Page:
- Best Camera Settings for Real Estate Photography Interiors
- What You Need to Do Before Taking a Single Real Estate Photo
photo by via asbeiStock
As we explored in a previous tutorial, when preparing a home to be photographed, it’s important that the home is gone through with a fine-tooth comb. Every feature, every detail needs to be perfect in order to help the home put its best foot forward.
That same process of seeking perfection is also important in your approach to photographing properties.
Though no photo is perfect, it’s necessary to strive for perfection so that potential buyers see the home in its best light rather than being distracted by mistakes you’ve made when creating the photos.
Using the following examples, we’ll explore several composition tips that will help you create beautiful, compelling images.
Real Estate Photography Tip: Consider the View
photo by RoBeDeRovia iStock
When photographing interior spaces of a home, there are a couple of things to think about when considering the view.
First, when photographing interior spaces during the daytime, the room might be much darker than the view out the window - particularly if the window is small.
If you expose your photo for the darker room, the view out the window will be nothing but a featureless white blob, as shown above. Conversely, if you expose for the view out the window, the room will be overly dark.
The best approach for resolving this issue and providing potential buyers with a view of the room and a view out the window is to bracket your exposures and merge them in post-processing.
photo by Bulgac via iStock
For example, if photographing the bedroom above, you would take multiple exposures, each at a different exposure level to account for the brightness of the windows, the darkness of the floor space in the foreground, and points in between.
Then, using a program like Lightroom or specialized HDR software, you can blend those exposures together for a final image that’s well-exposed throughout.
photo by jodiejohnson via iStock
A second thing to think about when considering the view is whether the view is worth highlighting or not.
In the image above, for example, the natural green surroundings contribute to the feel of the interior space, and every effort should be made to create images that show the interior space in the context of that beautiful view.
photo by KatarzynaBialasiewiczvia iStock
Alternatively, if the view out of a window is of the neighbor’s house, telephone wires, a busy street, or other not-so-desirable features, strive to mask the view to the extent possible. This can be done by partially closing blinds, sheers, or curtains, as was done above. You can also change your shooting position to minimize the view out the window.
It’s important to note that the point of this isn’t to try to deceive potential buyers by hiding an ugly view. Instead, the point is to minimize the view to help buyers focus on the interior spaces and the amenities they offer.
Highlight Appropriate Details by Selecting the Best Shooting Angles
photo by akurtzvia iStock
When photographing properties, it’s necessary to keep your camera level so that straight lines don’t appear to converge. If you don’t, buyers can be distracted by the warped perspective rather than seeing the potential of the home as a suitable place to live.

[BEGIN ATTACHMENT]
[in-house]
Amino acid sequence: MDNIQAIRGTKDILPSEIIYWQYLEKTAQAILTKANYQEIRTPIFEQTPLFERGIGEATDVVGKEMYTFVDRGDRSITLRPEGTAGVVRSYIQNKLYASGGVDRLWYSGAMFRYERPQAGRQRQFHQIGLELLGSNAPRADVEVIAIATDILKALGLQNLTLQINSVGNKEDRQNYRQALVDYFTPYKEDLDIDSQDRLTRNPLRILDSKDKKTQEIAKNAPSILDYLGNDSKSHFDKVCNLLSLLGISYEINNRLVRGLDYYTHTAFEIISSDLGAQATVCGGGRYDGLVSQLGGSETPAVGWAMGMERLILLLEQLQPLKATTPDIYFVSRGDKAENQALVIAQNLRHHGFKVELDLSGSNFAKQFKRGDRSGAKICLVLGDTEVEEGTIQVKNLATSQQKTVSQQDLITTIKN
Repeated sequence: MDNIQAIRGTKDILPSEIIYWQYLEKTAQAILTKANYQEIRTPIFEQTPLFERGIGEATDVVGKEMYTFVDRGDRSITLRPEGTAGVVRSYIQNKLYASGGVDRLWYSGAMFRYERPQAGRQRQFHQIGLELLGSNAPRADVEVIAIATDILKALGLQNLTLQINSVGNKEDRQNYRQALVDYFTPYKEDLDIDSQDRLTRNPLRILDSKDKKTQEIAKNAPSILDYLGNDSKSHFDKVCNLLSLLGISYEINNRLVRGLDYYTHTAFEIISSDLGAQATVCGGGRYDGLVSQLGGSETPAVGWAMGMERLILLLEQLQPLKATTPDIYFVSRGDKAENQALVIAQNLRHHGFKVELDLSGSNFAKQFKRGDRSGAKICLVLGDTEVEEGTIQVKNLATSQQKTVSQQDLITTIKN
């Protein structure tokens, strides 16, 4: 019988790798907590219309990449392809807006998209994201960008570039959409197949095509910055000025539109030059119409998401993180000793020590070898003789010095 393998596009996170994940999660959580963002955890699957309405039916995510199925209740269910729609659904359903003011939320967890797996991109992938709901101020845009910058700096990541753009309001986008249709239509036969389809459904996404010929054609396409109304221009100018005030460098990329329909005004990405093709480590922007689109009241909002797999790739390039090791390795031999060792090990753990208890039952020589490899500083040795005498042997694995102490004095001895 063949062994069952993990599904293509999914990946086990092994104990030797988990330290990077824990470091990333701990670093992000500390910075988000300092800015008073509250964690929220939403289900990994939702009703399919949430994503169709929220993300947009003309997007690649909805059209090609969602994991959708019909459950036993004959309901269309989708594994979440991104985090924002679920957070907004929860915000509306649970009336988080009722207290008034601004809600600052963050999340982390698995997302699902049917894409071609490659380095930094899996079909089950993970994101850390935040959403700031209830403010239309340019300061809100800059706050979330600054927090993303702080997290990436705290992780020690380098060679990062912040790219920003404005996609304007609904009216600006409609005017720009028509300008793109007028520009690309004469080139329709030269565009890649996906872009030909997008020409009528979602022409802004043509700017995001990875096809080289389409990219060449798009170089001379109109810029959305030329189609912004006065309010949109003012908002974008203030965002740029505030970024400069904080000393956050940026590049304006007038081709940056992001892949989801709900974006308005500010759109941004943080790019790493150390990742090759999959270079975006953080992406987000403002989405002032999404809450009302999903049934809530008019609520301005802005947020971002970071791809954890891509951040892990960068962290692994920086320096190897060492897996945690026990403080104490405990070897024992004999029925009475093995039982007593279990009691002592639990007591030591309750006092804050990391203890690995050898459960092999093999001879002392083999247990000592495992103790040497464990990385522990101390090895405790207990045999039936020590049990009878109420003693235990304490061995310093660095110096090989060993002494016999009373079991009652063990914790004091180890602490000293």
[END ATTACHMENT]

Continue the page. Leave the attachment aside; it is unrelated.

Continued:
However, this doesn’t mean that you can’t adjust the height from which you shoot to give viewers a different perspective on the details of a property.
For example, in the image above, dropping the eye level brings the beautiful hardwood floors in this dining room into prime view. Notice as well that this lower-than-normal shooting angle gives us a sneak peek at the intricate details of the ceiling in the dining room and the living room beyond.
photo by ablokhin iStock
When adjusting your shooting angle, it’s necessary to have an eagle eye on your composition. That is, be sure to double-check that the shooting angle doesn’t bring unwanted details into view.
In the image above, note how the low shooting angle gives us a direct view of the underside of the cabinetry. This is not ideal, especially since the underside of the cabinets are not finished. Rather than highlighting the flooring as was done in the previous photo, this shot brings an unneeded detail into the frame that detracts from the otherwise pleasing features in this space.
Real Estate Photography Composition Tip: Watch the Crop
photo by spyderskidoo via iStock
Another detail-oriented consideration to make when photographing real estate is to pay close attention to how you crop and frame the image.
When you photograph people, you don’t want to cut off the tops of their heads. Likewise, you want to avoid framing the shot such that their joints coincide with the edge of the frame.
Real estate photography is similar in that you want to be sure that you aren’t chopping off essential features.
For example, the image above is oddly framed because the top of the roof is cut off, as is the left side of the home. A better composition would have been to shift the view to the left and take the photo straight-on to show the entire side of the home.
photo by Peter_visual via iStock
The same approach should be used when photographing interior spaces as well.
In the image above, note how the chandelier in the foreground is partially cut off. Again, a better composition would have been to move back or zoom out to incorporate the entire chandelier in the shot.
When working in some interior spaces, there might not be room to move back far enough to avoid unfortunate crops. Regardless, work to avoid this situation to the extent possible, and you’ll have more pleasing and impactful photos with which to impress potential buyers.